Introduction: Food insecurity has emerged as a public health problem among college students in Appalachia, jeopardizing their physical, mental, and emotional health and academic success. Campus food pantries have been established in this region, but no data are available concerning student use or perception of services.

Purpose: This study measured use and perceptions of a campus food pantry by students at a mid-sized university in rural North Carolina.

Methods: An online questionnaire collected behavioral and perceptual data, and follow-up interviews explored these variables. Descriptive statistics with significance at p<0.05 and thematic analytical procedures were used.

Results: Questionnaires were submitted by 896 of 6000 recruited students (14 ...


The Need For Evidence-Based Interventions To Reduce Food Insecurity Among College Students, Sarah Brothers, Stephanie Jilcott-Pitts Phd Apr 2020

The Need For Evidence-Based Interventions To Reduce Food Insecurity Among College Students, Sarah Brothers, Stephanie Jilcott-Pitts Phd

Journal of Appalachian Health

Food insecurity is defined as insufficient resources to meet food needs. This is a global problem but is not confined to those countries identified as poor. One group of Americans who are particularly affected, and for whom the effects are particularly severe, is college students.


Transformative Change In Rural Ethiopia: The Impact Of Small- And Medium-Scale Irrigation, Logan Cochrane, Anne Cafer Apr 2020

Transformative Change In Rural Ethiopia: The Impact Of Small- And Medium-Scale Irrigation, Logan Cochrane, Anne Cafer

Journal of Rural Social Sciences

Rural livelihoods in Ethiopia are vulnerable due to their reliance upon variable rainfall and the lack of access to irrigation. Irrigation coverage in the country is low, as the existing systems tend to cover state-run and commercial operations. There is significant potential for irrigation to play a transformative role in rural lives and livelihoods. Much of the evidence available in Ethiopia focuses upon technical studies of irrigation systems or impacts on households after gaining access to irrigation. This article highlights the causes and pathways of change. We focus on more financially-viable and environmentally-sound small- and medium-scale systems, versus the large-scale ...


Understanding The Impact Of Psychological Empowerment, Workplace Motivation, And Social Capital On The Job Performance Of Farmers In Honduras: A Mixed Methods Study, Susan Lale Karimiha Apr 2020

Understanding The Impact Of Psychological Empowerment, Workplace Motivation, And Social Capital On The Job Performance Of Farmers In Honduras: A Mixed Methods Study, Susan Lale Karimiha

LSU Doctoral Dissertations

A farmer’s job performance is critical to the production of raw materials such as food, fiber, and fuel and is therefore an important concern for individuals, businesses, and economies across the world. The literature on improving farmers’ job performance has focused more on introducing new technologies, and less on the psychosocial factors that improve job performance. The primary purpose of this study was to examine the impact of psychological empowerment, workplace motivation, and social capital on farmers’ job performance in Honduras.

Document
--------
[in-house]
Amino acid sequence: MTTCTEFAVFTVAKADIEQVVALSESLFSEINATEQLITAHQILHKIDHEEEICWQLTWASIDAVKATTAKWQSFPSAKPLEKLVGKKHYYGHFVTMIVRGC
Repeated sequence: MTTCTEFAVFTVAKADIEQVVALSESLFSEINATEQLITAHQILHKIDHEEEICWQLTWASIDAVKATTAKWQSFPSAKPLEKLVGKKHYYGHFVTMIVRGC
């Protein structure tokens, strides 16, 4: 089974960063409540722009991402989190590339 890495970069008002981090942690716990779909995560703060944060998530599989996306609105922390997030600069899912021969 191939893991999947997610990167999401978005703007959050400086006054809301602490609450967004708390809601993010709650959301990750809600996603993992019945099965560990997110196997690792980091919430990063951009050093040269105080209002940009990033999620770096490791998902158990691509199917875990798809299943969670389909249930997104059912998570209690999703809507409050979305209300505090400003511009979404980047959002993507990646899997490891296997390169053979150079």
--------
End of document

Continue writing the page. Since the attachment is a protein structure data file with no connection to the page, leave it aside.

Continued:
A mixed methods approach was used to collect and analyze both quantitative and qualitative data. For quantitative data ...


Contemporary Challenges Facing Small, Family Farms In America: The Grant Family And Their Maraschino Cherry Farm, Haley Allaben Apr 2020

Contemporary Challenges Facing Small, Family Farms In America: The Grant Family And Their Maraschino Cherry Farm, Haley Allaben

Student research

No abstract provided.


Minority Stress Among Gay And Bisexual Men In Agricultural Occupations, Michael C. Parent, Garrett M. Steede Mar 2020

Minority Stress Among Gay And Bisexual Men In Agricultural Occupations, Michael C. Parent, Garrett M. Steede

Journal of Rural Social Sciences

Research integrating the minority stress model and vocational behavior has used broad samples of sexual minority persons. Specific work contexts, particularly traditionally masculine work contexts, may be relevant areas to the integration of minority stress theory and vocational well-being. This study examined the relationship between workplace heterosexism and job satisfaction, as moderated by identity management and person-organization fit, among a sample of 114 sexual minority men, employed in agriculture, recruited from an online social network group. Contrary to prior research, integrating identity management did not moderate the relationship between workplace heterosexism and job satisfaction. Person-organization fit did moderate this relationship ...


The Interwoven Existences Of Official Catholicism And Magical Practice In The Lived Religiosity Of A Transylvanian Hungarian Village, Cecília Sándor Mar 2020

The Interwoven Existences Of Official Catholicism And Magical Practice In The Lived Religiosity Of A Transylvanian Hungarian Village, Cecília Sándor

Journal of Global Catholicism